The Ship of Ishtar, part two

Tuesday , 24, January 2017 2 Comments

Post-Christian authors struggle so when it comes to contrast. The bad guys are just misunderstood or else they had a hard time when they were growing up. The good guys…? Their flaws go well beyond quirks and shortcomings and veer into outright psychological damage. But who are you going to root for in a clash between unlikable protagonists and likeable antagonists? Is it really that satisfying to see someone that isn’t that bad of a guy really get his comeuppance?

The contrast between male and female is similarly lost on this generation. While precious emotional beats are wasted establishing that evil is sympathetic and good is damaged, storytellers take similar pains to establish that their women are “strong” and their men are uninspiring. Tossed these two stock characters together in a fast paced adventure and it’s almost a relief that they tend to stay at arms length these days.

Just these two things together account for the fact that practically everything produced these days is a cringe-fest. Times change, sure. But human nature hasn’t budged. That’s why the words of Agur the son of Jakeh ring true even after millennia:

There be three things which are too wonderful for me, yea, four which I know not: The way of an eagle in the air; the way of a serpent upon a rock; the way of a ship in the midst of the sea; and the way of a man with a maid.

Given that that really is the shortlist of truly compelling things, it’s perfectly natural then that one of A. Merritt’s most beloved tales would involve two out of four.

So what’s the story behind the story in what at first appears to be a straight ahead pulp style “there and back again” adventure…?

Well I have to say, it’s actually more mind blowing than I imagined it could be. See, the priestess to the goddess of love has a thing for a priest of the god of death. This would be a run of the mill forbidden love scenario except for one thing. Their gods are real. And in the moment when they finally give themselves over to their mutual passion, they are each possessed by their respective deities.

The fantastic scenario that has been introduced in this tale is thus a consequence of both gods and mortals going astray. And as if that isn’t enough, the sort of transcendent love you might read about in Robert E. Howard or C. L. Moore is demonstrated to have a power over even the gods themselves. And the very elements that today’s writers are loathe to invoke are, in Merritt’s hands, a dynamo of wonder and awesome.

There is a problem with this, however. Just like undiluted epic-level heroism can get a little samey after a while, this sort of thing really is too wonderful for me…! While Tolkien dealt with the former by introducing hobbits to serve as intermediaries, Merritt brings in familiar pulp elements to the foreground for relief while relegating the epic fantasy elements off stage. It works.

Dream woman or woman meshed in ancient sorceries, there was but one answer for Sharane–the truth.

And tell her truth Kenton did, beginning from the arrival of the block from Babylon into his house; glossing no detail that might make all plain to her. She listened, her gaze steadfast upon him, drinking in his words–amazement alternating with stark disbelief; and these in turn replaced by horror, by despair.

“For even the site of ancient Uruk is well-nigh lost,” he ended. “The House of the Seven Zones is a windswept heap of desert sand. And Babylon, mighty Babylon, has been level with the wastes for thousands of years!”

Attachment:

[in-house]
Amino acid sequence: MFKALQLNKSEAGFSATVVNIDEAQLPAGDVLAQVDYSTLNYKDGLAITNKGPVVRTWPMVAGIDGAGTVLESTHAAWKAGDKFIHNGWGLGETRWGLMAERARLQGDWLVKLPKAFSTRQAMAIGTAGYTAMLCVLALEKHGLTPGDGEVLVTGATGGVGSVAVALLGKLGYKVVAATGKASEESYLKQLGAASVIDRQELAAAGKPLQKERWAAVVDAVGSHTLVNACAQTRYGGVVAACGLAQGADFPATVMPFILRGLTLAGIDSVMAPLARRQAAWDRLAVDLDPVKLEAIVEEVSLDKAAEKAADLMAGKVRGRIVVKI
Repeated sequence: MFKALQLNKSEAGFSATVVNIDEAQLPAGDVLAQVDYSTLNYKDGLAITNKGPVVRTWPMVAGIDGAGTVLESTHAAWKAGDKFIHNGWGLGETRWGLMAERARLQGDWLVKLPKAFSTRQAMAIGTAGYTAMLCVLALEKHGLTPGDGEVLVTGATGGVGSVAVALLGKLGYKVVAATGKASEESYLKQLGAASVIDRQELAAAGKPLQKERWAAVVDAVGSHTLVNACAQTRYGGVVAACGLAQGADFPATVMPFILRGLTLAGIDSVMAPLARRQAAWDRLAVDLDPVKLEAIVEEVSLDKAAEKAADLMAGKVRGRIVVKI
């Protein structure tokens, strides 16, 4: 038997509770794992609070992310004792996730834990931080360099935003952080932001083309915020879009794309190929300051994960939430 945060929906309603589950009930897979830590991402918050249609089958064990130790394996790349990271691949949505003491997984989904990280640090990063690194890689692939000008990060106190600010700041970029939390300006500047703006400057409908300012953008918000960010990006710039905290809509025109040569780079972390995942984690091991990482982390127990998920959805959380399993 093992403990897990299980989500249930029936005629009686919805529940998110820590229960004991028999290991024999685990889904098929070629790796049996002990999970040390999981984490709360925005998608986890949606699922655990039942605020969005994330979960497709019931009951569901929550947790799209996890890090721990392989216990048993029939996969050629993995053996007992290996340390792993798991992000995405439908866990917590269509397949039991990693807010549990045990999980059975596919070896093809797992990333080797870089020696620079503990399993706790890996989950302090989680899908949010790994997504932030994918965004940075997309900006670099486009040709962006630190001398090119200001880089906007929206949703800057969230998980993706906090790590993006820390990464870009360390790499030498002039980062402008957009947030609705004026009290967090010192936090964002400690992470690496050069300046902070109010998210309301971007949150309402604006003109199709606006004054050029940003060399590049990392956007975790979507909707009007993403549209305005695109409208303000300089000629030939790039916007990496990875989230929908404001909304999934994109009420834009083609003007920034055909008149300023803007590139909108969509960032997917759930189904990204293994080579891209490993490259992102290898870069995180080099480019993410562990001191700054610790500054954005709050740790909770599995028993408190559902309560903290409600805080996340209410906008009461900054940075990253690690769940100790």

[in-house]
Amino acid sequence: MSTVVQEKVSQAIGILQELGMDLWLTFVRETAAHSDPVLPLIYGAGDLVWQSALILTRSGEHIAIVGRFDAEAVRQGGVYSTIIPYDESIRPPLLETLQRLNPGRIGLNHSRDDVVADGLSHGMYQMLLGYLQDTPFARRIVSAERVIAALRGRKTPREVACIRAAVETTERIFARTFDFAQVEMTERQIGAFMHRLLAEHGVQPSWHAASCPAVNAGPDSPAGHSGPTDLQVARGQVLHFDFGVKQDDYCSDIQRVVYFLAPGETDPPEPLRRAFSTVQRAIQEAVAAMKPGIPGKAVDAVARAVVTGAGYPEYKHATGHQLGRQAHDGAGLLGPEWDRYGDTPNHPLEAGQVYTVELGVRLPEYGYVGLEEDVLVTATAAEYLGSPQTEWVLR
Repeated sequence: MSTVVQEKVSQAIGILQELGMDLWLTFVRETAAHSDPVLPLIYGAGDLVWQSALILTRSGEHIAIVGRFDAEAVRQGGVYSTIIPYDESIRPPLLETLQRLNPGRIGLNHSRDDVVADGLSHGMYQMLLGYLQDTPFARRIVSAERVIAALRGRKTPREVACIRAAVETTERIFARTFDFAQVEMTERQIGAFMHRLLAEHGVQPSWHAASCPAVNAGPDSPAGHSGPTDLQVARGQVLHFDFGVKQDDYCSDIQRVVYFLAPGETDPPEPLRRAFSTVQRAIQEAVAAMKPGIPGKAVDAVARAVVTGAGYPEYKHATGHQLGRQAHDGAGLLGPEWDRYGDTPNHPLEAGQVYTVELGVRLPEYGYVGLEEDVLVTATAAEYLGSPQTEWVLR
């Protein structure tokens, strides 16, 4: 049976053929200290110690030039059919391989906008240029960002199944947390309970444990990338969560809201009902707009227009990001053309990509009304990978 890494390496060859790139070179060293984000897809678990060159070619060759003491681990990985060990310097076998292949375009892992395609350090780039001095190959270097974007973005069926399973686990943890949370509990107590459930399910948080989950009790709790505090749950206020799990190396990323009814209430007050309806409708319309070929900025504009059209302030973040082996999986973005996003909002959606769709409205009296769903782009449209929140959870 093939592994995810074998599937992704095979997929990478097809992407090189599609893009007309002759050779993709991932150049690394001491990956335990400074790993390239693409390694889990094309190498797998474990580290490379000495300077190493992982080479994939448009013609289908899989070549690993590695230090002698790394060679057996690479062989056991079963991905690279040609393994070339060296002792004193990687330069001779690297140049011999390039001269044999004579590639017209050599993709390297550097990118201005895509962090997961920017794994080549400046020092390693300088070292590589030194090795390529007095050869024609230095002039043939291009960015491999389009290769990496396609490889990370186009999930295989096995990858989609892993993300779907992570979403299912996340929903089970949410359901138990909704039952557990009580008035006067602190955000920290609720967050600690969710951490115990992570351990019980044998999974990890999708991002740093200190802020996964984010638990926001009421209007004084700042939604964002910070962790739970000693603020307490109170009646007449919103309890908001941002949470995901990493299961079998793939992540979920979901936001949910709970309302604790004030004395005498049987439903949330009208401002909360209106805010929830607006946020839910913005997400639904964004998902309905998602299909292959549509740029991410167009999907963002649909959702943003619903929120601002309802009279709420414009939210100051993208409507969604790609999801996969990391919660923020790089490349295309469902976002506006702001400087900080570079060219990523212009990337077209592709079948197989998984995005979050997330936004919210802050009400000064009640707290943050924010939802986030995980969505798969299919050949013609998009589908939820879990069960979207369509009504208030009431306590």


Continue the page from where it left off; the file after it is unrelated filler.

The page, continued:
She leaped to her feet–leaped and rushed upon him, eyes blazing, red-gold hair streaming.

“Liar!” she shrieked. “Liar! Now I know you–you phantom of Nergal!”

A dagger flashed in her hand; he caught the wrist just in time; struggled with her; bore her down upon the couch.

She relaxed, hung half fainting in his arms.

“Uruk dust!” she whimpered. “The House of Ishtar dust! Babylon a desert! And Sargon of Akkad dead six thousand years ago, you said–six thousand years ago!” She shuddered, sprang from his embrace. “But if that is so, then what am I?” she whispered, white lipped. “What–am I? Six thousand years and more gone since I was born–and I alive! Then what am I?”

Panic overpowered her; her eyes dulled; she clutched at the cushions. He bent over her; she threw white arms around him.

Is this a kissing book? Yes it is. Oh yes it is!

But it’s put together with the full palette: the mysterious, the weird, the thrilling, the tantalizing… it’s all here! And it’s also got action like you’ve never seen:

The warrior maids dropped their javelins, surged forward as one. They clung to him; twined legs and arms around him, dragged him down. Cursing, flailing with his fists, kicking–caring no longer that they were women–Kenton fought them. Berserk, he staggered to his feet. His foot struck the lintel of the rosy cabin’s door. Down he plunged, dragging his wildcat burden with him. Falling they drove against the door. Open it flew, and out through it they rolled, battling down the ivoried deck.

Okay, maybe that sort of thing is same old same old for you. Me? I’ve never seen anything like it!

That it exists within so many layers of the fantastic only makes it more astonishing.

2 Comments
  • deuce says:

    You can see later female fictioneers like Moore and Brackett very much following the Merritt example when it comes to man/woman relationships.

    The New Gatekeepers would call Merritt a raving misogynist, yet he was a major inspiration for Moore, Brackett, Norton and Cherryh. I guess they didn’t get the memo.

    BTW, Robert E. Howard borrowed several elements from TSoI for his own “Queen of the Black Coast”.

  • […] This post from Jeffro Johnson at Castalia House (in a review of A. Merritt’s The Ship Of Ishtar) sums up a lot of the problem with modern fiction: […]

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